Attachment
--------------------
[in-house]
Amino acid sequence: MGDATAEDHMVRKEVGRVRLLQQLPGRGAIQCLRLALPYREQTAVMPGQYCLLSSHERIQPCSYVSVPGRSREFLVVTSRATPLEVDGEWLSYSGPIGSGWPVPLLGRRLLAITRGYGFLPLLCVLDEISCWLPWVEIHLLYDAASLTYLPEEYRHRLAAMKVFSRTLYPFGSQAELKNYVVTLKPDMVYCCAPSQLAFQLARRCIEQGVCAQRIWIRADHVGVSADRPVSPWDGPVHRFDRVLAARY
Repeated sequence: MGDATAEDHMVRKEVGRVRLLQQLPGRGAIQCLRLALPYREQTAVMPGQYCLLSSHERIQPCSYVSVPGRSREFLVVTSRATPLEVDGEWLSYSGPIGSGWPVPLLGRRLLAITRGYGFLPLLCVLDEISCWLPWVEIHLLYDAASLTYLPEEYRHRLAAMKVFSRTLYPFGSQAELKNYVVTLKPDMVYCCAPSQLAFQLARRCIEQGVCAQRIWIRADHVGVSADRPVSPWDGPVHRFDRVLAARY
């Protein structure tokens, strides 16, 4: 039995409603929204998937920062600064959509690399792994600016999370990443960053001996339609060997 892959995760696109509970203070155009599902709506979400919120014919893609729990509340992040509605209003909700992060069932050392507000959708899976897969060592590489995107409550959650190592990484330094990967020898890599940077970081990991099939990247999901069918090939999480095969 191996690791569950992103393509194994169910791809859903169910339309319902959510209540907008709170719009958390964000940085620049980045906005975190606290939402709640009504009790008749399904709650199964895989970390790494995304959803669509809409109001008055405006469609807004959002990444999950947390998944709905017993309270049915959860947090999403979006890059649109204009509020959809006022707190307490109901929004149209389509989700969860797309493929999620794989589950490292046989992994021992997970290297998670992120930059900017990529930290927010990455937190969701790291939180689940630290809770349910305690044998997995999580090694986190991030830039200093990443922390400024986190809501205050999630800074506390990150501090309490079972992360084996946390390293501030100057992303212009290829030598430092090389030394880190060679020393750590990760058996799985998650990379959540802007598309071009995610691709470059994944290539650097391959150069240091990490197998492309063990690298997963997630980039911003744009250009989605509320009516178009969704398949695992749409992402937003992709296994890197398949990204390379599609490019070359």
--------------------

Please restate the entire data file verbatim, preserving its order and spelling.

[in-house]
Amino acid sequence: MGDATAEDHMVRKEVGRVRLLQQLPGRGAIQCLRLALPYREQTAVMPGQYCLLSSHERIQPCSYVSVPGRSREFLVVTSRATPLEVDGEWLSYSGPIGSGWPVPLLGRRLLAITRGYGFLPLLCVLDEISCWLPWVEIHLLYDAASLTYLPEEYRHRLAAMKVFSRTLYPFGSQAELKNYVVTLKPDMVYCCAPSQLAFQLARRCIEQGVCAQRIWIRADHVGVSADRPVSPWDGPVHRFDRVLAARY
Repeated sequence: MGDATAEDHMVRKEVGRVRLLQQLPGRGAIQCLRLALPYREQTAVMPGQYCLLSSHERIQPCSYVSVPGRSREFLVVTSRATPLEVDGEWLSYSGPIGSGWPVPLLGRRLLAITRGYGFLPLLCVLDEISCWLPWVEIHLLYDAASLTYLPEEYRHRLAAMKVFSRTLYPFGSQAELKNYVVTLKPDMVYCCAPSQLAFQLARRCIEQGVCAQRIWIRADHVGVSADRPVSPWDGPVHRFDRVLAARY
């Protein structure tokens, strides 16, 4: 039995409603929204998937920062600064959509690399792994600016999370990443960053001996339609060997 892959995760696109509970203070155009599902709506979400919120014919893609729990509340992040509605209003909700992060069932050392507000959708899976897969060592590489995107409550959650190592990484330094990967020898890599940077970081990991099939990247999901069918090939999480095969 191996690791569950992103393509194994169910791809859903169910339309319902959510209540907008709170719009958390964000940085620049980045906005975190606290939402709640009504009790008749399904709650199964895989970390790494995304959803669509809409109001008055405006469609807004959002990444999950947390998944709905017993309270049915959860947090999403979006890059649109204009509020959809006022707190307490109901929004149209389509989700969860797309493929999620794989589950490292046989992994021992997970290297998670992120930059900017990529930290927010990455937190969701790291939180689940630290809770349910305690044998997995999580090694986190991030830039200093990443922390400024986190809501205050999630800074506390990150501090309490079972992360084996946390390293501030100057992303212009290829030598430092090389030394880190060679020393750590990760058996799985998650990379959540802007598309071009995610691709470059994944290539650097391959150069240091990490197998492309063990690298997963997630980039911003744009250009989605509320009516178009969704398949695992749409992402937003992709296994890197398949990204390379599609490019070359």